Well it took longer than expected to post again. But I am back. So what’s new?
At this point it looks like the Germanwings pilot Andreas Lubitz decided to take 150 other innocent people with him to his death. It’s and act that leaves one speechless. There is of course no justification for such an act. The problem is there really isn’t much we can do in society to completely protect ourselves against such people. While I do believe the rule to have at least two crew members in the cockpit at all time is the right way to go, one simply doesn’t expect this kind of act from a pilot.
At first I think we all hoped that this happened so fast the passengers didn’t have any idea what was coming but it appears they did know. The reported screaming from the Block box indicates they were well aware long before the place crashed.
It’s interesting the modern airline don’t have a mandatory flight surgeon and company run physicals. This seems like a rational concept. Company mandated physicals by their own flight surgeons may have saved 150 lives.
It’s been a tough time for aviation with multiple planes being lost and one shot down over the Ukraine.
One of my previous jobs had me flying every week and I can say it wasn’t fun. It’s not that I was overly worried about crashing but it does cross your mind and there is nothing like the completely helpless feeling you have as an airline passenger.
Unfortunately I live in middle America and everyplace of interest is a long drive or a plane ride.
So the strange case of Hillary and the emails get more interesting by the minute. This time the strange part isn’t from Hillary though. The State Department says that they didn’t archive emails automatically until February 2015. Now isn’t that interesting? They seem to be saying that it’s the responsibility of the individual email client to have saved their own emails.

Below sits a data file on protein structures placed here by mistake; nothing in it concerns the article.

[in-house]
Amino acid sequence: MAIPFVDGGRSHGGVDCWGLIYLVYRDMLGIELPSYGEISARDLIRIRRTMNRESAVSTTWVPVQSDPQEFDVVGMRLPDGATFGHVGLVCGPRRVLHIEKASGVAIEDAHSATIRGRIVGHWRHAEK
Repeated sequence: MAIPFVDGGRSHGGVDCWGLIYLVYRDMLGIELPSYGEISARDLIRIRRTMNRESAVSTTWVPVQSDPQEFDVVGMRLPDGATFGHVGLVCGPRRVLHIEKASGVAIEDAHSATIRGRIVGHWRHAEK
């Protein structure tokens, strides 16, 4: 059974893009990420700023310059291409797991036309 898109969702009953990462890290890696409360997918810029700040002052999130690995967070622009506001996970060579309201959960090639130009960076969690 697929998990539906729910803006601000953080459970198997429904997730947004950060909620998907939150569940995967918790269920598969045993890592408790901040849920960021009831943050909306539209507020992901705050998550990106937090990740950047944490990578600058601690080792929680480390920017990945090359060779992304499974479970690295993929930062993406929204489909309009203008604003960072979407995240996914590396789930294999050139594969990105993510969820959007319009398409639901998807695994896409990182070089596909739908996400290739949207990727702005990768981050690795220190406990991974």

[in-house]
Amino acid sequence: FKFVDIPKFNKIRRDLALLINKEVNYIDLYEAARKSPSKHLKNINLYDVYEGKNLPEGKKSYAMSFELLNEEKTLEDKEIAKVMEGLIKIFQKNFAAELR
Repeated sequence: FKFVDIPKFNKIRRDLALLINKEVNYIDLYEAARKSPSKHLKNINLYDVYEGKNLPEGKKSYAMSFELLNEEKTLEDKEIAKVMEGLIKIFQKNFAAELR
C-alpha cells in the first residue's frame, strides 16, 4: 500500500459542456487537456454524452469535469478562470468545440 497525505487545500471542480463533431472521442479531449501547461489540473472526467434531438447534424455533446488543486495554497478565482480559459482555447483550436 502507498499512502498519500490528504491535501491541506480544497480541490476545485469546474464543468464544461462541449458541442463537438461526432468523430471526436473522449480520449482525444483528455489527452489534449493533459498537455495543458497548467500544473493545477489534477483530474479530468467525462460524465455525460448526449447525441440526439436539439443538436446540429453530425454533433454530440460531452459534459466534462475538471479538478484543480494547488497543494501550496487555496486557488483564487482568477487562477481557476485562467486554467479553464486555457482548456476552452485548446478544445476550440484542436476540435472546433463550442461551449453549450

I’ve never worked in the State Department but I have worked within the DOD and this doesn’t sound correct. Are we to believe in the day and age of documentation, of requests for civilian emails from civilian providers that our own State Department which regularly deals with foreign governments and would be susceptible to information gathering by our enemies doesn’t save emails and to record historical documentation? No wonder this administration appears to have little fear over congressional investigation since they don’t keep anything.
So in fact Hillary Clinton may have been more conscientious than the government itself. I guess keeping your own server is a good idea. (Sarc)
If the State Department hasn’t been archiving emails as other agencies have been (I worked IT on archiving issues within DoD) than many people at very high levels need to be fired.
If we are to believe these assertions than what would possess anyone to want bigger government? Apparently there are no rules, just suggestions. Of course let one of the little people break policy.
General Jim Mattis has some thoughts on war and ISIS. But mostly he says what I’ve been saying for a while now. Be sure to read the whole thing. Also the comments are interesting. I’m with the one that agrees but will find it hard to support and military action while this administration is in place.